I thought I’d be surprised, but I wasn’t. Colin Daniels  a cabbie and still as cheeky and impudent as ever – it made sense.

“Didn’t you go to some private school after Hanworth, not good enough for you were we? And then,” he continued up a key “I heard you were in newspapers or something.” He leant around a bit further and failed somewhere between the steering wheel, seat belt and the flex-i-glass partition. I told him he seemed to know as much about me as me. He didn’t laugh and then said he’d got my paper round whenever it was I quit. 

 Did he stay in touch with Stuart?

“Who Stu? So you remember him? You really worked him over. remember that. Stu did. Bloody killed him. ‘’Scuse my French. ” 

For a moment I considered reminding him that I only threw two punches, one to the chin and the other to the gut. He’d gone down on the second conveniently slumped in a sitting position on the changing room bench, framed by an assortment of duffle bags and school blazers, moaning a bit but otherwise fine. To tell you the truth I didn’t hang around to see if he was ok. I grabbed my gear and legged it in case Martin and the B stream hard-nuts returned from the gym and found his best pal bent double. I thought better of it.

It’s not easy making idle conversation with someone you haven’t seen for the best part of 25 years especially one who you’d gone out your way to avoid wherever possible. But I gave it a shot, maybe not my best shot, but I was intrigued. How did he like being a black cab driver and was he married and where did he live? I fished around my pockets for my passport and airline tickets and the schedule Jody had handed me as I’d left the office. He was talking, to me or maybe it was cabbie stuff on his shortwave radio? He tilted his head to his left shoulder, the way we anchor phones to leave our hands free, a vein the size of a robusto cigar standing up on the right side of his neck.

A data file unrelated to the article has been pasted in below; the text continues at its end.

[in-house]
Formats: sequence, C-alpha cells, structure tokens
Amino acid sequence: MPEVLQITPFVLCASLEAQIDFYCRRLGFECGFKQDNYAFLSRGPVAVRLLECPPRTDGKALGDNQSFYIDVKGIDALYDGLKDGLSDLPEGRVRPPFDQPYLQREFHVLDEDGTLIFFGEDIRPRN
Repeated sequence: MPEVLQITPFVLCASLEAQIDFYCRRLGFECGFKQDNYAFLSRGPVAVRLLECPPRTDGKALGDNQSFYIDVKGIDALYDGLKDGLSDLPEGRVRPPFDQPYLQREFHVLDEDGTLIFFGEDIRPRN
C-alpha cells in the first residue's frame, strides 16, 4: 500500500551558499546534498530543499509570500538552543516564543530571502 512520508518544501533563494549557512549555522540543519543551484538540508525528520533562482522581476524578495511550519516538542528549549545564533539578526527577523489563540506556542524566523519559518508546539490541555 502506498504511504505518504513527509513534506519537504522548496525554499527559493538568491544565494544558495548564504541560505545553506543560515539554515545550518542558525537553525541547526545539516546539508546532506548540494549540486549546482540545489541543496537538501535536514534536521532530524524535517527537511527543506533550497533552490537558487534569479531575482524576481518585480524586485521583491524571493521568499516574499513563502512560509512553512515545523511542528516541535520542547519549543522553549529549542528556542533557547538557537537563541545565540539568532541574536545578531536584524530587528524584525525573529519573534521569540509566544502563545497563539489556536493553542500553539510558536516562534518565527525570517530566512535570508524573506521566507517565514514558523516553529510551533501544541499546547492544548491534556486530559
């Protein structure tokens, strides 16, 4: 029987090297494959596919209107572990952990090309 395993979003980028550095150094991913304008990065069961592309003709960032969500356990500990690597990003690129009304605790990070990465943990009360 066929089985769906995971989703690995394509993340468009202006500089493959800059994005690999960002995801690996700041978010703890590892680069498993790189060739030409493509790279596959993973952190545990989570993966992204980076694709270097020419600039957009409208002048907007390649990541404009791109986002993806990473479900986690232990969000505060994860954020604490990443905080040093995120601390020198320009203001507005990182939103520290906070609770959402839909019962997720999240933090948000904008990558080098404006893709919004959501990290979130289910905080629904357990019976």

“And up yours too sunshine,” barking at a cyclist giving us the finger.

“No insurance, no road tax, and no effing road sense.” That vein even bigger now. I’d never taken Colin for a tough guy. Too dapper and cynical for that; all mouth and finely creased trousers without the punch. Clever answers but always on the back foot. Being tough had come later. At school I remember he was more the quietly sarcastic type. Always a cute excuse but never threatening like some. He could knot a tie though. Indeed both he and Overin always wore relaxed full Windsors, forever making minor adjustments in any available mirror or window.